Because we have been justified, we can be assured that all things (even our daily failures) will work together for our good (cf., Rom. 8:28). We can rest in God’s promises even though we battle daily with the sinful, miserable state we received from the first Adam. Because of the Gospel, we can be confident that God will never again be angry with us or rebuke us in a wrathful, punitive sense (Ps. 103:9; Isa. 54:9; Rom. 5:2-5). Because of the Gospel, we will one day be totally free from our remaining sinful state and enjoy God’s grace in a perfect way!
“For His anger is but for a moment, and His favor is for a lifetime. Weeping may tarry for the night, but joy comes with the morning” (Ps. 30:5). Commenting on this verse, John Calvin writes,
“But however much God may terrify and humble His faithful servants, with manifold signs of His displeasure, He always besprinkles them with the sweetness of His favour to moderate and assuage their grief. If they weigh, therefore, his anger and his favour in an equal balance, they will always find it verified, that while the former (anger- J.F.) is but for a moment, the latter (favour- J.F.) continues to the end of life; nay it goes beyond it, for it were a grievous mistake to confine the favour of God within the boundaries of this transitory life. And it is unquestionably certain, that none but those whose minds have been raised above the world by a taste of heavenly life really experience this perpetual and uninterrupted manifestation of the divine favour, which enables them to bear their chastisements with cheerfulness.”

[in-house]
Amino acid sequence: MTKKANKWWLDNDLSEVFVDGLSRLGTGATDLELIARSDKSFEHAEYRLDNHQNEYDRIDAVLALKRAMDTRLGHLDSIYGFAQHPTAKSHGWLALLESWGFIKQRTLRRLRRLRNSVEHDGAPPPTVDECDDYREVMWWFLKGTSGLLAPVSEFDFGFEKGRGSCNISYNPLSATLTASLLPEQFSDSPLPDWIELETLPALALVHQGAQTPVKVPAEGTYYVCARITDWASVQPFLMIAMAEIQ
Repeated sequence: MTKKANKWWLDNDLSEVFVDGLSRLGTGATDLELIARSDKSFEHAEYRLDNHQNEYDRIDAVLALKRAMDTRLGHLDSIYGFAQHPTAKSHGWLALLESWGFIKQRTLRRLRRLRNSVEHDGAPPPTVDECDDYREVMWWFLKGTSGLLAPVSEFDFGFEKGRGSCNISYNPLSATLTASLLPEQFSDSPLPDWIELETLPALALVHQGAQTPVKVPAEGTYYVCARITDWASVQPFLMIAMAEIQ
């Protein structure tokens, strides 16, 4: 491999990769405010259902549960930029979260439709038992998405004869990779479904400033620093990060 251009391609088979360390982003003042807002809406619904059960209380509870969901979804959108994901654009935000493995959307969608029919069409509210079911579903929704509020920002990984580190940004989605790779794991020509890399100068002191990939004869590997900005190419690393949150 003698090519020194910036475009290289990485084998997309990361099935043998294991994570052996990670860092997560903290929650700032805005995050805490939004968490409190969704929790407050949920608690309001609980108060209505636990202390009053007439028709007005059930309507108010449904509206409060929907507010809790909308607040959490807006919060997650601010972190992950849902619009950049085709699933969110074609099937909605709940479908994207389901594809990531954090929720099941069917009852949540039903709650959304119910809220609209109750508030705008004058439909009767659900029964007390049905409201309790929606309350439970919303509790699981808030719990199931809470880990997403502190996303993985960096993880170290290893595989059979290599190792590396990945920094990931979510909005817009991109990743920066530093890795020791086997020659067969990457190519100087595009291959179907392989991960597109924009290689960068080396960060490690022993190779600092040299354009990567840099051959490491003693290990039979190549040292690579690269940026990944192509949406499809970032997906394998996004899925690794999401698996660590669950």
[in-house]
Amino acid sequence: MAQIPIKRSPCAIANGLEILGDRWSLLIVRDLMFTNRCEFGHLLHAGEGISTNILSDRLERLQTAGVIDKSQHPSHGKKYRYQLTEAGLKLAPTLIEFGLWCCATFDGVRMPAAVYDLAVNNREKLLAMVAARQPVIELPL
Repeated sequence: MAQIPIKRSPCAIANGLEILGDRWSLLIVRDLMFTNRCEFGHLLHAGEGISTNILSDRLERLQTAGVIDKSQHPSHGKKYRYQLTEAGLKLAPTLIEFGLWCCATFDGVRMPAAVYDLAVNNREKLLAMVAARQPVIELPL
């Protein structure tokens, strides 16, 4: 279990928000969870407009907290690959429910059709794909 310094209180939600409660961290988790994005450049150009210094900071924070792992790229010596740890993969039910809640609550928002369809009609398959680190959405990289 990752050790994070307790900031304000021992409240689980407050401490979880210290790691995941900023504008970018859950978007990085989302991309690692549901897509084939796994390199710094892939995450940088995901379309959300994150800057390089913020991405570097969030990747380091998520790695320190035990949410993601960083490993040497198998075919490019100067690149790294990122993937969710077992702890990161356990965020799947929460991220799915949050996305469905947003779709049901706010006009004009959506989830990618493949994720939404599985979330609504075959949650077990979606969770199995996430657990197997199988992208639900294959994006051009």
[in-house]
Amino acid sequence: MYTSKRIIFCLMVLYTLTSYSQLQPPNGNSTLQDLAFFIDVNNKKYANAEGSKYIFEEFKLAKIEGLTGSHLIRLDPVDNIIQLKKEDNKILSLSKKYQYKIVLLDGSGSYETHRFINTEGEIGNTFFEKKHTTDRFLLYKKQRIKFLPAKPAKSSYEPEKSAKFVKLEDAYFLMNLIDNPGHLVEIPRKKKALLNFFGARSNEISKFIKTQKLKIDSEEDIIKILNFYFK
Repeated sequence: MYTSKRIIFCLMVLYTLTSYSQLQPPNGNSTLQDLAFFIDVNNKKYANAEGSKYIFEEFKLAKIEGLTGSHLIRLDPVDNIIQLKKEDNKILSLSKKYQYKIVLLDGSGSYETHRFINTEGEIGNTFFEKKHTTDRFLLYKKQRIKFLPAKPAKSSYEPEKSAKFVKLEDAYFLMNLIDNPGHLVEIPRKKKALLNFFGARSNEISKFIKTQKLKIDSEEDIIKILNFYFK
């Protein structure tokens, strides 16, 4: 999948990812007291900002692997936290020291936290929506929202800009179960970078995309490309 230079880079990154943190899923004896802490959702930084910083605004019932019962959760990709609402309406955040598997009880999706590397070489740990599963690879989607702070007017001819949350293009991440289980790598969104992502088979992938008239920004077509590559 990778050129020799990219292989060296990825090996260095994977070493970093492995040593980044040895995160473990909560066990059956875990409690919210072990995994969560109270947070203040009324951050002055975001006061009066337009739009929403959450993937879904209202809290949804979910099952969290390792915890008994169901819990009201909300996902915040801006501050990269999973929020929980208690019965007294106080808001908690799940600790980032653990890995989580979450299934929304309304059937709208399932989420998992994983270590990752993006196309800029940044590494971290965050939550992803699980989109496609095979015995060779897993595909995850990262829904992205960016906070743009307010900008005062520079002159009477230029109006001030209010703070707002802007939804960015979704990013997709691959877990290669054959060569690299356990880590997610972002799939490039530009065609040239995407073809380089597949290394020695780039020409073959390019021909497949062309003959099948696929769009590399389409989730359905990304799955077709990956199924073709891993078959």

If you desire to live a holy life it is imperative that you live by Gospel principles alone.
It is the Spirit who gives life, the flesh profits nothing (cf., John 6:63; 2 Cor. 3:6). The Spirit only works through Gospel principles. He only works by the means that belong to your new state, where you abide in union with Christ by faith. So, if you desire to live a holy life it is imperative that you live by Gospel principles alone.
It is only by understanding God’s discipline in a Gospel-Driven way that your heart will be motivated (i.e., driven) to confess your sins, repent and turn to Christ in humble trust and joyful gratitude.